KARL BODMER Swiss (1809-1893)
Swiss-born Karl Bodmer (1809 - 1893) produced one of the most important and beautiful 19th century records of the American West. Bodmer was born on February 6, 1809 in Zurich. At age 13, he began studying under his uncle, artist Johann Jakob Meier, Known for uncanny accuracy and detail, he uniquely captured the Native American culture through his portraits and depictions of genre scenes and ceremonies. An equally talented landscape artist, he also recorded North America's vast western territories in their untouched, pristine beauty. Bodmer was just 23 years old when he signed on to accompany German explorer, ethnologist and naturalist Prince Maximilian zu Wied-Neuwied on his Missouri River Expedition. His first hand watercolor sketches were completed during the expedition up the Missouri River between 1832 and 1834. The findings resulted in the publication of the Prince's journals titled Travels in the Interior of North America, during the years 1832 - 1834, which incorporated a picture atlas of 81 stunning naturalistic aquatint plates based on Bodmer's illustrations. The aquatints, some with lovely original hand color remain an important American traveloge and snapshot of upper Plains Indian culture before it had been ravaged by small pox. At the conclusion of the expedition, Bodmer returned to Germany with Prince Maximilian and oversaw the production of the engravings that illustrated the travel atlas.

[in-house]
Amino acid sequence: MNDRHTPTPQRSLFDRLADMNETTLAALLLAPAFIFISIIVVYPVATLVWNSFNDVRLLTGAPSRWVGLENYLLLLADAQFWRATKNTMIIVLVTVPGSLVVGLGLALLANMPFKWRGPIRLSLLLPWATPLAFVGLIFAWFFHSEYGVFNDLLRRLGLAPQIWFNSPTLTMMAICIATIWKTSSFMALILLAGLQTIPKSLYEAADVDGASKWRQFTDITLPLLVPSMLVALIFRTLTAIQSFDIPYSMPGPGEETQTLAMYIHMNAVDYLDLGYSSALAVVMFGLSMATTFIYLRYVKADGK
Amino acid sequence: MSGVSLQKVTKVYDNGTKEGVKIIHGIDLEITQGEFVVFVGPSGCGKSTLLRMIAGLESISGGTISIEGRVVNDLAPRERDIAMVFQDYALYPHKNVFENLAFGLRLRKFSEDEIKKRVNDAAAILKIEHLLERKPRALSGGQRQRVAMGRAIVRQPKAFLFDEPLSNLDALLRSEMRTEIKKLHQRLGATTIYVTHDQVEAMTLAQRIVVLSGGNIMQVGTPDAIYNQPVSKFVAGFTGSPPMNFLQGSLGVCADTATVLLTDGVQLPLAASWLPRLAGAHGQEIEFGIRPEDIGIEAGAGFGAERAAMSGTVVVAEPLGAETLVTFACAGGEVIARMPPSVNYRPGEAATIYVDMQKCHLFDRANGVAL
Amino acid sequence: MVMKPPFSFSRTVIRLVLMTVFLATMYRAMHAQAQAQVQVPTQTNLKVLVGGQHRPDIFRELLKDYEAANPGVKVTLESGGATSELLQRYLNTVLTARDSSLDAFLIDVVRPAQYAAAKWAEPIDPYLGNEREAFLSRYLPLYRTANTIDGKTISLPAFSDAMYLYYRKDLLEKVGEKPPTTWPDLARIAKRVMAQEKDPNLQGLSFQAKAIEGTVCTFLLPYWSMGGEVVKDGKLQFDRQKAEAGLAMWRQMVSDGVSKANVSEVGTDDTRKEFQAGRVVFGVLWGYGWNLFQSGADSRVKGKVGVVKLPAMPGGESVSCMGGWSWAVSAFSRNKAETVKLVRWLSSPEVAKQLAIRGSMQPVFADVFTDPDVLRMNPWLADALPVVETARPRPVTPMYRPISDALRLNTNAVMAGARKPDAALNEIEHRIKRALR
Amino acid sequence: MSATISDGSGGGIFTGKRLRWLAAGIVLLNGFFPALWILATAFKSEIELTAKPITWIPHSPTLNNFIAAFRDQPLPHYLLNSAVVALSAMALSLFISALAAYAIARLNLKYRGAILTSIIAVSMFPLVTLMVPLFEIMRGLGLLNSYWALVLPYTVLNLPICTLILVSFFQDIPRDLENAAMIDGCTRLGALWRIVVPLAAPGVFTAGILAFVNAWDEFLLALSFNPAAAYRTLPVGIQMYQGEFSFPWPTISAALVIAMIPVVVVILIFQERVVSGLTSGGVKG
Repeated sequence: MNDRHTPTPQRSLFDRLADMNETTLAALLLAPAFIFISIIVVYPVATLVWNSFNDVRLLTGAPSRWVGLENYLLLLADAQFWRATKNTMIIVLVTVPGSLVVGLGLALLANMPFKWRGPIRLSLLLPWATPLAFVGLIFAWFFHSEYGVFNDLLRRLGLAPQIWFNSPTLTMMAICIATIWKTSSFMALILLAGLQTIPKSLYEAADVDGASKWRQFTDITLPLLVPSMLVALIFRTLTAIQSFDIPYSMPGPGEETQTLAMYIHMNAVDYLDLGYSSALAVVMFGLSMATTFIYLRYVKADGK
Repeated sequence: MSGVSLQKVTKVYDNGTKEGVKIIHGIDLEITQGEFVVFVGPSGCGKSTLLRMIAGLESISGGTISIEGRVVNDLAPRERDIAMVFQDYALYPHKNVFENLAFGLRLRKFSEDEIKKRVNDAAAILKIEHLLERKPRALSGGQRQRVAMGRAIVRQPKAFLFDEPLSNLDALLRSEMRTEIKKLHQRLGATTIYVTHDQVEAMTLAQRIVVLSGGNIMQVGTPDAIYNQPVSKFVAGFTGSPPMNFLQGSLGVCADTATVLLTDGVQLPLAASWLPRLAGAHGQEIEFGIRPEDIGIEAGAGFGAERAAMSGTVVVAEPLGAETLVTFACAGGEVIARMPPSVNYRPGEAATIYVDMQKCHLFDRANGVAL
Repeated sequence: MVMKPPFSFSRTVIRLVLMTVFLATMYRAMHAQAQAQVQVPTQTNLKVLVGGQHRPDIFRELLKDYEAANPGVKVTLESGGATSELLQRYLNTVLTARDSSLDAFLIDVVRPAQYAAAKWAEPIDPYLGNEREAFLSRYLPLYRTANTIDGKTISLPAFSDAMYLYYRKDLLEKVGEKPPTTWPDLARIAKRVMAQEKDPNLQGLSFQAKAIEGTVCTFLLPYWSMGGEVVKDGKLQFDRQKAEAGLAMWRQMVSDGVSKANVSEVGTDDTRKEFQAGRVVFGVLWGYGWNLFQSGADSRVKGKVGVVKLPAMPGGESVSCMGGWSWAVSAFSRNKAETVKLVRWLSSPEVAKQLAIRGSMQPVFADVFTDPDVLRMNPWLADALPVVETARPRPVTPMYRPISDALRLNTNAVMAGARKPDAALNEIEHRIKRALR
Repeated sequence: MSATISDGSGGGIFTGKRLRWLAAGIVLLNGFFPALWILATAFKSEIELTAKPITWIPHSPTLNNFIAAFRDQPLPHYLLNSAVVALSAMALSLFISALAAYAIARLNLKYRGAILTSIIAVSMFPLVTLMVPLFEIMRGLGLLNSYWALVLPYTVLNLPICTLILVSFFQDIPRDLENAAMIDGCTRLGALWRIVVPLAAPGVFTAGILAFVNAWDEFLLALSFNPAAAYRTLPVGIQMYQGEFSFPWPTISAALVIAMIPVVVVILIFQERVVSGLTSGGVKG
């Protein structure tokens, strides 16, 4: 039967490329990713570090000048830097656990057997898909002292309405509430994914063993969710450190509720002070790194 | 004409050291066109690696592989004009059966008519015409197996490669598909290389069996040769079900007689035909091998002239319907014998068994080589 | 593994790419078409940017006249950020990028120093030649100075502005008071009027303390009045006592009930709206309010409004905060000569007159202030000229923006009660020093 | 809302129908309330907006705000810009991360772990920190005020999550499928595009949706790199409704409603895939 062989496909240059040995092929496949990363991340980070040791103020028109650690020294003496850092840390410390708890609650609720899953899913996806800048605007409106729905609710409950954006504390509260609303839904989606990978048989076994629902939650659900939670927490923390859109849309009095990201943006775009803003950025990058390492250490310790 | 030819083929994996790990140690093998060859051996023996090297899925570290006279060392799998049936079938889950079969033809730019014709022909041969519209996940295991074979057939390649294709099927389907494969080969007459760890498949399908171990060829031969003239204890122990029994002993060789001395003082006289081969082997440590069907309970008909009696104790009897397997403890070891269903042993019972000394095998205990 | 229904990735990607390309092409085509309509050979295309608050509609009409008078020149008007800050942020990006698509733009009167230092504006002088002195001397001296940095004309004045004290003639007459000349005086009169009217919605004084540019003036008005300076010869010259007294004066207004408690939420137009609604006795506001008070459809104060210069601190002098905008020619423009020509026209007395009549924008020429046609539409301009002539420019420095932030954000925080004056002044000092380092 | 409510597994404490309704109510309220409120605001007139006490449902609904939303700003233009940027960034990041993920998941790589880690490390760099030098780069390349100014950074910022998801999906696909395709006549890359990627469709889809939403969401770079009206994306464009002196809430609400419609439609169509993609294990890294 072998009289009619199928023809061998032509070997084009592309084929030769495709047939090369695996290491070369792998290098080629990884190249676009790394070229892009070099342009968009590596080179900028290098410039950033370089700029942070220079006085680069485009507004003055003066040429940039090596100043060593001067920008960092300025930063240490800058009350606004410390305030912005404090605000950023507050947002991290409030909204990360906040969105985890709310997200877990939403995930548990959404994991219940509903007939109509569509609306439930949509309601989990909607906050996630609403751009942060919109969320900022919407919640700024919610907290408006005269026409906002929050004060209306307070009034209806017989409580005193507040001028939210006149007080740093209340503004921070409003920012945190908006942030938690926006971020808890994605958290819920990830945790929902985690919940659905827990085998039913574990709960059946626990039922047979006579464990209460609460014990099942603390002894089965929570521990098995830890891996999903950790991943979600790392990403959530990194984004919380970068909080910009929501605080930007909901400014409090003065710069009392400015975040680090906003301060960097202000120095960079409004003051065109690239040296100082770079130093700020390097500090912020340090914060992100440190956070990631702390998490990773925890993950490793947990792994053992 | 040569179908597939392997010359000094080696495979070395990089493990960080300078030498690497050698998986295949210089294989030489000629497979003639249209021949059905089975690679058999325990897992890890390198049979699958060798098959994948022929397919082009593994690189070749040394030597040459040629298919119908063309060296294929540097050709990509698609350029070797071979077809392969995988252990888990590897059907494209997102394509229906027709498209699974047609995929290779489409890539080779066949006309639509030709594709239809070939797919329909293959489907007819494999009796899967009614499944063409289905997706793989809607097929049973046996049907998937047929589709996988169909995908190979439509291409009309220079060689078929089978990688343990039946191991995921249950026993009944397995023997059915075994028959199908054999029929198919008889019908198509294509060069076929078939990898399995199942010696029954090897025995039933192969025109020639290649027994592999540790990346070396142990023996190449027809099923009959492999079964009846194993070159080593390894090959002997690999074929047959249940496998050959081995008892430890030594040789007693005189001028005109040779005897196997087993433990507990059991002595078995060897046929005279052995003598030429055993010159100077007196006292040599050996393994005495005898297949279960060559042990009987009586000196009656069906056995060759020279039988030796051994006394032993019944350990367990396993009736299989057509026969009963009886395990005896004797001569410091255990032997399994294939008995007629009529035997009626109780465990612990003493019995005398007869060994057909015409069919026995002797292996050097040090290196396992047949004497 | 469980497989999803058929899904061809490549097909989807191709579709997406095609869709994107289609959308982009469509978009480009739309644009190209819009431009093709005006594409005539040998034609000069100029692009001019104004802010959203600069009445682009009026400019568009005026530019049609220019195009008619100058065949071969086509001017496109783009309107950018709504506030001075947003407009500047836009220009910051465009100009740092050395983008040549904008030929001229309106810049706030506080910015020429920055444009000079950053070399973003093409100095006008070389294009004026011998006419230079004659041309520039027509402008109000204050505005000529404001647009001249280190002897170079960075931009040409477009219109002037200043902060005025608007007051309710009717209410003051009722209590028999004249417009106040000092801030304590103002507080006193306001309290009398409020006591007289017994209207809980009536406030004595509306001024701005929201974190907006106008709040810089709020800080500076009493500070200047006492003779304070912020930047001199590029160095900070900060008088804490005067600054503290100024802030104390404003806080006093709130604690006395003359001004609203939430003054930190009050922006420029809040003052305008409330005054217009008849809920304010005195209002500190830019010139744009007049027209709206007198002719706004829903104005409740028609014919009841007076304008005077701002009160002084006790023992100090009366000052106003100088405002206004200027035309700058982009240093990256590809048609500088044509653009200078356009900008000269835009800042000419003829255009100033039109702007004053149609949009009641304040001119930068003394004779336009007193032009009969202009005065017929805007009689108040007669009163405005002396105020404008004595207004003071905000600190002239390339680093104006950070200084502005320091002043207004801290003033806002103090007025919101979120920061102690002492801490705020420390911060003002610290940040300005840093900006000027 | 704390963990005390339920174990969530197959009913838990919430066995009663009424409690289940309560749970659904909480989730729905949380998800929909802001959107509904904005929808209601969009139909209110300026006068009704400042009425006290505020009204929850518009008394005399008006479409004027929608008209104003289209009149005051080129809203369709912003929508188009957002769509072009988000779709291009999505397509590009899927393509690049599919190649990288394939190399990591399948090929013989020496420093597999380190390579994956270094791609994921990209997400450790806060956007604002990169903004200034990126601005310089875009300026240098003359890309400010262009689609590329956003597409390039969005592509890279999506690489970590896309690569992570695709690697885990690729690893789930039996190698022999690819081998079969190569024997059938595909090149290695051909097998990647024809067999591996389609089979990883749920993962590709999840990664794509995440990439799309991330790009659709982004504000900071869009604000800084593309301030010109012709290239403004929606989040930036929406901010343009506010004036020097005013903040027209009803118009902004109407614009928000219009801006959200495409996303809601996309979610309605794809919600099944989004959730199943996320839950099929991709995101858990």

Most of Bodmer's original watercolors are held by the Joslyn Art Museum in Omaha, Nebraska.